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  1. 31 Jan '16 21:53
    Hey all, just wondering what your favorite book(s) are. Currently I'm looking at Exploiting small advantages. Quite enjoyable book
  2. 31 Jan '16 22:28
    of the 120ish I own my favorite is easily Calypso Chess

    http://www.amazon.com/CALYPSO-CHESS-Dr-Philip-CORBIN/dp/9769529591
  3. 01 Feb '16 05:12
    Art of Attack in Chess by Vukovic.
  4. Subscriber Paul Leggett
    Chess Librarian
    01 Feb '16 05:15
    My current favorite is Grandmaster Chess Strategy, which is a well-annotated selection of GM Ulf Andersson's strategic masterpieces.

    I have learned ideas that I have been able to directly incorporate into my OTB game play. A very well-written, eye-opening book.

    http://www.amazon.com/Grandmaster-Chess-Strategy-Anderssons-Masterpieces/dp/9056913468/ref=sr_1_sc_1?ie=UTF8&qid=1454303553&sr=8-1-spell&keywords=gransdmaster+chess+strategy
  5. 01 Feb '16 05:16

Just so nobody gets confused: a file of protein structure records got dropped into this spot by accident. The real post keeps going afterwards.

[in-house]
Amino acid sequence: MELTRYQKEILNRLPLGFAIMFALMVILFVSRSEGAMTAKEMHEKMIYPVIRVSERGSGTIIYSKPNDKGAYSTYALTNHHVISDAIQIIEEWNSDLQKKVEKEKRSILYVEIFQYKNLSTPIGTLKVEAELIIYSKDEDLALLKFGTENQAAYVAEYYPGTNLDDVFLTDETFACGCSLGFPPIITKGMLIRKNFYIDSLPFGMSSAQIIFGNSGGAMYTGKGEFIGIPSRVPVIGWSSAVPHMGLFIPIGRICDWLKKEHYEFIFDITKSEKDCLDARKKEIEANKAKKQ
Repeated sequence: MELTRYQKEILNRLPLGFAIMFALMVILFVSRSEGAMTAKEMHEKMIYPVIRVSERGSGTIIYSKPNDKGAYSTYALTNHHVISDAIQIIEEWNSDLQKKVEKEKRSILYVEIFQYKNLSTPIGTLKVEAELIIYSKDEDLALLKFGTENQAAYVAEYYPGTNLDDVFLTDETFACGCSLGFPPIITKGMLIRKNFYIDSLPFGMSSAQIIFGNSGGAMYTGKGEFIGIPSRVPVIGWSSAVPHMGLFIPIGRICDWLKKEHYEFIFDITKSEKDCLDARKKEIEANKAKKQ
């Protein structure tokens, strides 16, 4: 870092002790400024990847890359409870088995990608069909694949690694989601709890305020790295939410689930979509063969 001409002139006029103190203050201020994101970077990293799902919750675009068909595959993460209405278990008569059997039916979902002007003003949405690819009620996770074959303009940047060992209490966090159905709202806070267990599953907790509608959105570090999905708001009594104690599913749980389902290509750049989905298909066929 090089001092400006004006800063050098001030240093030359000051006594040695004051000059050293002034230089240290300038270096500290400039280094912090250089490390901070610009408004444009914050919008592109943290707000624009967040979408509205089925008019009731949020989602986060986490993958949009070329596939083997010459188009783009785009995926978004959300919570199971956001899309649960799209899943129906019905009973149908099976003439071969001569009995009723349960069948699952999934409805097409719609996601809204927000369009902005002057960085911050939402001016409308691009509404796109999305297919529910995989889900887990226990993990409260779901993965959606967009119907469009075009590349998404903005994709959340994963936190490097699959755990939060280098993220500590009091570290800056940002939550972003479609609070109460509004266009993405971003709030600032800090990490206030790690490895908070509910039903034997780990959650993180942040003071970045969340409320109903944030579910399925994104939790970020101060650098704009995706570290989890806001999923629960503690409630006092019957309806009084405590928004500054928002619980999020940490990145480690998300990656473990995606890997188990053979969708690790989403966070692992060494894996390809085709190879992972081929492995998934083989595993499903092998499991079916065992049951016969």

Silman's Complete Endgame Course is my 2nd.
    Starting out: Modern Benoni is my 3rd.
    Starting out: The Ruy Lopez is my 4th.
    Leningrad system by Stefan Kindermann is my 5th.
  6. Subscriber venda
    Dave
    01 Feb '16 18:27
    I once had a book called the chess player's bedside book.
    Among other things it included various game examples one of which was a game where a queen sac led to a king walk across the board diagonally until the checkmate.
    I can't find the damn thing now so I suspect it mistakenly went to a charity shop in one of our clear outs.
    I've looked under the bed!!
    Anyone know the game?
    It must be famous and I'd love to see it again
  7. 02 Feb '16 03:21 / 1 edit
    Thanks Paul ! - Good one there. Yes, I probably talk too much.

    Please every one out there. Do as Paul (or don't - be a .. dick?). Make a fine motivation for your book suggestions. Please please please. (quote the beatles).

    I personally wish the posters here would follow your example. Me included.

    I like tactics, my above books contains lots of very very complex things.
  8. Standard member jarrasch
    NeighborhoodChampion
    02 Feb '16 08:36
    Originally posted by SPswindler
    of the 120ish I own my favorite is easily Calypso Chess

    http://www.amazon.com/CALYPSO-CHESS-Dr-Philip-CORBIN/dp/9769529591